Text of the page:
Keeping buildings cool typically means releasing greenhouse gases. Researchers from the University of Cambridge in England recently unveiled a bio-based cellulose film that gets cooler when exposed to sunlight and does not require an external power source. And it comes in colors, without using dyes.
Silvia Vignolini, Ph.D., found that cellulose nanocrystals could create colorful films without adding pigment. “I thought ‘Wow, this is really amazing,’ and ‘I never really thought cellulose could do this.’”
“Cellulose … almost doesn’t absorb solar energy,” says Qingchen Shen, Ph.D., in his briefing about the research, posted on YouTube by the American Chemical Society, “and it also has a very high thermal emissivity in the infrared band. Both properties are very critical for achieving the radiative cooling.”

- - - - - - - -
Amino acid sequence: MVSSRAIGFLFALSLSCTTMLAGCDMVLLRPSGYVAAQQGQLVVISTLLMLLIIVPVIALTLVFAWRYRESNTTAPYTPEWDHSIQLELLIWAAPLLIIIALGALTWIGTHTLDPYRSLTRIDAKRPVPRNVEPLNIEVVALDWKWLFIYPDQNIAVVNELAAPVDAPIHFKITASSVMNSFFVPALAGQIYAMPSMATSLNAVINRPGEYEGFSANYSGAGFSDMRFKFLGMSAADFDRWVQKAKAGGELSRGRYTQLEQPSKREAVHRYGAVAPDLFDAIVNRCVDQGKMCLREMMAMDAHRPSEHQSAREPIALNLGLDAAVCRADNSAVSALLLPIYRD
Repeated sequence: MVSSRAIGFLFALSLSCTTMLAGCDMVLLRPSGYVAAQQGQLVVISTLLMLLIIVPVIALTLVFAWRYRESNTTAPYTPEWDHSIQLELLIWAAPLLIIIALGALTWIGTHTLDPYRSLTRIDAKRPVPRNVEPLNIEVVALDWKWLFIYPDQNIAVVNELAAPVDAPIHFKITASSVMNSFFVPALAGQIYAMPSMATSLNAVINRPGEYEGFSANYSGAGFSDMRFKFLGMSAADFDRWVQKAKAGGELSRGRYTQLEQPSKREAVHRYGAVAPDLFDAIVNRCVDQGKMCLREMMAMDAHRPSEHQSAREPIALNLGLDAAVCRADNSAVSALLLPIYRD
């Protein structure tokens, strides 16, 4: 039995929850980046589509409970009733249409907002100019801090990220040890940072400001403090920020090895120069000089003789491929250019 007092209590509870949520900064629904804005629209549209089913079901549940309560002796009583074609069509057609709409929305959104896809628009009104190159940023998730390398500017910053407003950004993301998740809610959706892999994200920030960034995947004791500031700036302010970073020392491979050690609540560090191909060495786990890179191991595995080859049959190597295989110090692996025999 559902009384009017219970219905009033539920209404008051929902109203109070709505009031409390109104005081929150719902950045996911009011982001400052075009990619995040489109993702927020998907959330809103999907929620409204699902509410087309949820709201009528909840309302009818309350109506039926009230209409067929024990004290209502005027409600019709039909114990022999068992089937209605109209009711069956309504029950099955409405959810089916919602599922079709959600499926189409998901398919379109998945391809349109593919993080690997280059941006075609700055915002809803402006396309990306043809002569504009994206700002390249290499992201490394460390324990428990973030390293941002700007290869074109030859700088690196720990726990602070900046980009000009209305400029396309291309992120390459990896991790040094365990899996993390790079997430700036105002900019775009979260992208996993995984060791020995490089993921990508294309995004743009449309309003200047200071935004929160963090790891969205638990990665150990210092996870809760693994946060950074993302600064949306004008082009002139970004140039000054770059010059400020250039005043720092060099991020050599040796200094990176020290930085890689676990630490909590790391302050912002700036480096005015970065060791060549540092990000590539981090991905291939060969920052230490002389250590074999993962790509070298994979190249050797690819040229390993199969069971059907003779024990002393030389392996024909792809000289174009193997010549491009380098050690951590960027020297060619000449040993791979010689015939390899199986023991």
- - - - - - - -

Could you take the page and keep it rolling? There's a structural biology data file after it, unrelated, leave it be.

The researchers found that their blue, green and red two-layer films were an average of 7 F cooler than the surrounding air. Production of the films could be scaled up, as they were prepared several meters at a time on a manufacturing line.
Next, the scientists hope to add different textures to the cellulose film for home decor uses and incorporate detectors for smog-causing molecules.